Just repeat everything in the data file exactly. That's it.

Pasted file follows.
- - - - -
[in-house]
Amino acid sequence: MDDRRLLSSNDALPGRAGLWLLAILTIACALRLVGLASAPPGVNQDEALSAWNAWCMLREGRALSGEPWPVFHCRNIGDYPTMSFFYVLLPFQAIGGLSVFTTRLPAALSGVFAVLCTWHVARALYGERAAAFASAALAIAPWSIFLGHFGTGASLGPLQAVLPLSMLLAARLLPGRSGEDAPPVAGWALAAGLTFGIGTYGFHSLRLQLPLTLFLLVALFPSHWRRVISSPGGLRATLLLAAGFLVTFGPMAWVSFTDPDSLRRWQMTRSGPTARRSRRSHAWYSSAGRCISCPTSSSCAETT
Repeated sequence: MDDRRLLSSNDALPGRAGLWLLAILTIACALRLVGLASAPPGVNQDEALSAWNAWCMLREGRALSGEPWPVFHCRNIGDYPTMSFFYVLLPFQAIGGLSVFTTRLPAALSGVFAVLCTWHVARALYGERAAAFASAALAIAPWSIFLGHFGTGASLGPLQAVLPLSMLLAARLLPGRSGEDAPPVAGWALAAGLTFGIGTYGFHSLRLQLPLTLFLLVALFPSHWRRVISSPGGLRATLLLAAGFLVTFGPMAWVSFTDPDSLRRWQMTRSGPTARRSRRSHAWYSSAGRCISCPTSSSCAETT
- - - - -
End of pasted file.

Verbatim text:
[in-house]
Amino acid sequence: MDDRRLLSSNDALPGRAGLWLLAILTIACALRLVGLASAPPGVNQDEALSAWNAWCMLREGRALSGEPWPVFHCRNIGDYPTMSFFYVLLPFQAIGGLSVFTTRLPAALSGVFAVLCTWHVARALYGERAAAFASAALAIAPWSIFLGHFGTGASLGPLQAVLPLSMLLAARLLPGRSGEDAPPVAGWALAAGLTFGIGTYGFHSLRLQLPLTLFLLVALFPSHWRRVISSPGGLRATLLLAAGFLVTFGPMAWVSFTDPDSLRRWQMTRSGPTARRSRRSHAWYSSAGRCISCPTSSSCAETT
Repeated sequence: MDDRRLLSSNDALPGRAGLWLLAILTIACALRLVGLASAPPGVNQDEALSAWNAWCMLREGRALSGEPWPVFHCRNIGDYPTMSFFYVLLPFQAIGGLSVFTTRLPAALSGVFAVLCTWHVARALYGERAAAFASAALAIAPWSIFLGHFGTGASLGPLQAVLPLSMLLAARLLPGRSGEDAPPVAGWALAAGLTFGIGTYGFHSLRLQLPLTLFLLVALFPSHWRRVISSPGGLRATLLLAAGFLVTFGPMAWVSFTDPDSLRRWQMTRSGPTARRSRRSHAWYSSAGRCISCPTSSSCAETT